Renault Koleos Zen: hands-on review
A different universe to the first-generation Renault Koleos
In the market for a European SUV but aren't willing to part with an arm in order to afford one? The Renault Koleos range starts at a competitive $30,990.
The Koleos shares the underpinnings of the Nissan X-Trail, as a result this French SUV is built in South Korea and then shipped to Australia. But Renault has ensured that it has left its unmistakable design language all over the Koleos.
We tested a Zen trim Koleos which starts at $35,490 and after optioning the metallic paint for $880 and side steps for $791, the total for the test car came to $37,161.
On the outside, the Koleos looks quintessentially European. It's rather dapper and elegantly penned. When I picked this up, I could just imagine it cruising through Sydney's eastern suburbs without looking out of place.
While there is a bit less to talk about at the back, it still has a sophisticated form and appears to be from a different universe to the first-generation Koleos.
Styling is very much a matter of opinion though, so let us know what you think in the comments section below.
The Koleos' heart is a 2.5-litre, naturally aspirated, 4-pot petrol engine that produces 126kW and 226Nm of torque.
Power is routed to the front wheels via a continuously variable transmission (CVT). The combination is pretty good and while it gets up to speed fairly well given its moderate output, you can sense it protesting the entire way.
Renault claims an average fuel consumption of 8.1L per 100kms and during our time, we found that to be fairly accurate. While we saw a slightly higher 8.4L per 100kms, we're sure if Sydney weren't so full of other pesky drivers trying to go places, we would have achieved that number.
What's it like inside the Renault Koleos Zen?
You get vegan leather seats and most touchpoints are appointed in soft-touch material. It doesn't share that super premium feeling interior that you would expect from a European SUV, but at the same time, it doesn't share the price tag either.
The Zen model features a seven-inch R-Link 2 infotainment system which can be fiddly to operate at times and on occasion has a mind of its own, jumping back to the home screen. But the inclusion of Apple CarPlay and Android Auto smartphone mirroring helps to smooth this over.
A 3D Arkamys eight-speaker sound system delivers crisp, punchy audio quality.
Renault installs two USB ports in the centre console bin, though there are none in the back, so you may need to invest in some longer charging cables for the kids, or get them a book.
There are some oddities you would expect from a Renault such as the cruise control buttons living in between the two front seats.
Back-seat passengers benefit from plenty of space. With the driver's seat adjusted for my six-foot frame, there was ample room between my knees and the seatback – I could stretch out. They will also enjoy directional air conditioning vents to keep cool, as well as two cup holders and a decent amount of door storage.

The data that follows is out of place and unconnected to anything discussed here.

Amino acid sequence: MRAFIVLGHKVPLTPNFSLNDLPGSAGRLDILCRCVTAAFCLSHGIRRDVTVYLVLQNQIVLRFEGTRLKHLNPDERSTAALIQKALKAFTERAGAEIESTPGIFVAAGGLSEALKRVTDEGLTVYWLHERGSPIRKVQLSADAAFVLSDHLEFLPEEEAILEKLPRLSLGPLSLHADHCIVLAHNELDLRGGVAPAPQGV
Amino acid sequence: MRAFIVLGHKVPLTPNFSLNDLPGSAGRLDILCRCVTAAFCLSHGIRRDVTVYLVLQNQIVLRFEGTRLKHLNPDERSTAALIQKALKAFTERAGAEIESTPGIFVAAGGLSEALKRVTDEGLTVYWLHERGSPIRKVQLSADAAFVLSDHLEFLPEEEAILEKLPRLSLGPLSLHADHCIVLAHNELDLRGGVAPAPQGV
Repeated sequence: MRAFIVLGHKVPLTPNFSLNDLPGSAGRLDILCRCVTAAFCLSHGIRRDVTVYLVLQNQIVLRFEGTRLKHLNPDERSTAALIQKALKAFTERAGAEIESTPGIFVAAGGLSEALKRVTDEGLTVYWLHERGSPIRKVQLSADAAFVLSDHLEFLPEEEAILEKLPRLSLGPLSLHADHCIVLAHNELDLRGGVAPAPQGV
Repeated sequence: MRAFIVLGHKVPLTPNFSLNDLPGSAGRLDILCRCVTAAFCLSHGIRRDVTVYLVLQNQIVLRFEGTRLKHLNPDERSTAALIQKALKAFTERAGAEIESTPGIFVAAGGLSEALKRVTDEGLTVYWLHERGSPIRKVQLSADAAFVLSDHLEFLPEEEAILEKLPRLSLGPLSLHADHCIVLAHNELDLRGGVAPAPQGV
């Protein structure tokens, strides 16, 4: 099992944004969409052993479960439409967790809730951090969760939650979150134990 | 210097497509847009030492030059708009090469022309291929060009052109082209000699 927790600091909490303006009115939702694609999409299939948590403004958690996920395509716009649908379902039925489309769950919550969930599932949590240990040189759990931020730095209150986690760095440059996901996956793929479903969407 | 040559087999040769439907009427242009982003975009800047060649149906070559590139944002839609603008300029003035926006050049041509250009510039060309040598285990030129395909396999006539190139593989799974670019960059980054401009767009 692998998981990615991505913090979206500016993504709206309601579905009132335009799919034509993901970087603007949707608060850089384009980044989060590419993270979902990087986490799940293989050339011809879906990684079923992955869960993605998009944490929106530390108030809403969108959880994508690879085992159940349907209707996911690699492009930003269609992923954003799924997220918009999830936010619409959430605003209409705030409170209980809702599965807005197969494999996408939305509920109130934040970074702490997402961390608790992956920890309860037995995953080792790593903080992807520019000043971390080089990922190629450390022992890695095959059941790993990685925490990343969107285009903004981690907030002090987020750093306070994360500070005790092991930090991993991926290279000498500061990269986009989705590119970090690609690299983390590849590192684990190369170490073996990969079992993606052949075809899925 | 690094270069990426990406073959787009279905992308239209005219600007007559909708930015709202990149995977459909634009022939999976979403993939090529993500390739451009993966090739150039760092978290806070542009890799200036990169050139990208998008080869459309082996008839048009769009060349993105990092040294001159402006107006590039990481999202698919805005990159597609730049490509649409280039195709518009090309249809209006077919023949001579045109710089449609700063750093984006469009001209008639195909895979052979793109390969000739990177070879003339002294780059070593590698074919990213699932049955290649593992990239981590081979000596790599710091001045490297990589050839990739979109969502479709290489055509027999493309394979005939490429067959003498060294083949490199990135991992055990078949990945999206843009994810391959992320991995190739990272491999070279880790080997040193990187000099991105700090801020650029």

The Koleos comes with autonomous emergency braking (AEB) as standard, along with blind spot monitoring with collision warning, surround parking sensors, a reversing camera and tyre pressure monitors.
Thankfully we didn't have to use the AEB or collision warning system, though you won't hit anything when parking as the sensors are, well, sensitive. In tight car parks where I normally get the occasional beep, the Koleos tended to go off its tree.
While the beeps and continuous ring can get irksome, it does ensure you're alert and won't hit anything.
How is the Renault Koleos on the road?
The ride is pretty pliable and the suspension set-up does a good job of sorting out rougher roads. We did notice that with sharper jolts, the vehicle does seem to jump off track.
Steering is on the lighter side and generally, I am not a fan on this, but on this particular car, it works. Don't ask me why, it just seems to suit it.
The faux leather seats are comfortable and we didn't have any problems sitting in them for extended periods.
I'm not sure if it's just me, but I get paranoid about electronic handbrakes. I lock, unlock and check any given vehicle at least three times before I feel comfortable enough to leave it anywhere. I didn't have any such problem with the Koleos Zen, which flicks the handbrake on the second you shift into park.
When purchasing a Koleos you will get a five-year, unlimited kilometre warranty as well as capped price servicing for the first three services. These will set you back $349 each with maintenance intervals of 12 months or 30,000kms, whichever occurs first.
If you choose to have your vehicle serviced within the Renault network you'll be eligible for up to four years' roadside assist.
Is the 4x2 Renault Koleos Zen practical?
With the rear seats in place, there are 458 litres of storage space available. With the rear seats folded down, you have access to 1,690 litres.
Surprisingly, there is a full spare wheel too, which is a bit like striking gold these days. It's a great inclusion.
The Koleos also has a two-tonne braked towing capacity.
While the ride and performance may not be that of other European SUVs, you do get stylish looks and a nice interior. At $35,490, only you know if that matters.
I'd suggest heading to a dealership and testing it out. Pay attention to the infotainment system, the rest of the car you can get used to. Also, sit in the back, you'll be surprised with the space.